Leaders of the armed forces must report on their plans to start accepting new transgender troops by July 1 according to a Pentagon memo, USA Today reported on Sunday.
Formulating such a policy has become increasingly relevant, because later this month two transgender cadets are scheduled to graduate with degrees, one from the U.S. Military Academy and the other at the Naval Academy.
Last year the Obama administration rescinded the ban on transgender troops, as well as urging the armed services to help educate soldiers about transgender issues and prepare for the enlistment of additional transgender troops, The Hill reported Sunday.
Secretary of Defense Gen. James Mattis received praise from groups that support LGBT members of the military during his confirmation hearings before Congress in January when he stated he would not change the current policy of allowing LGBT soldiers to serve openly, The Hill reported early this year.
However, the latest memo from Deputy Defense Secretary Robert Work has raised concerns from Brad Carson, one of the architects of the transgender policy, according to USA Today.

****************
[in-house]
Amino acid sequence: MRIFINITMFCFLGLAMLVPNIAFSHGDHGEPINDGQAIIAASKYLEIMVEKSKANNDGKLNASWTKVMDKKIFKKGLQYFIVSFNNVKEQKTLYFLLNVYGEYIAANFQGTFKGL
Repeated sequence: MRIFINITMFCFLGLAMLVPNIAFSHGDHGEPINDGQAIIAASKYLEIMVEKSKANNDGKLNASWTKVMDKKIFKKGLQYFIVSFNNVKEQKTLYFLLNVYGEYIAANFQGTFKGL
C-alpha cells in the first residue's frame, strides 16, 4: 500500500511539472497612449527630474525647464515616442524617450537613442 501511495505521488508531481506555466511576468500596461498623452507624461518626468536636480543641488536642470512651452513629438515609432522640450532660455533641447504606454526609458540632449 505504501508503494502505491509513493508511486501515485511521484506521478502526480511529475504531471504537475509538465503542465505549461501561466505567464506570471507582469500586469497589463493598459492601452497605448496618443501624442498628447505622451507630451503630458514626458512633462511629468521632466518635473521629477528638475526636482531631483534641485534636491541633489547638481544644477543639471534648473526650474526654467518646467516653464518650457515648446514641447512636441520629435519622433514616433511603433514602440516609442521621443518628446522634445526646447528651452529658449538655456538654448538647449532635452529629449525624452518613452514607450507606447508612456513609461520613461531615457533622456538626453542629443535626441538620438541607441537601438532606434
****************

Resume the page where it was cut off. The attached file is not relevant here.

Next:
Carson contended the memo has language that could be used by the armed forces to back out of recruiting transgender troops by bringing up the issue of how they could affect readiness for combat.
The part of the Work memo in question stated, "The personnel policies of this Department are designed to enhance the warfighting readiness and lethality of the force that protects our country. We do not intend to reconsider prior decisions unless they cause readiness problems that could lessen our ability to fight, survive and win on the battlefield."
Carson was particularly troubled by the word "unless," which he felt could be used as justification not to implement the policy.
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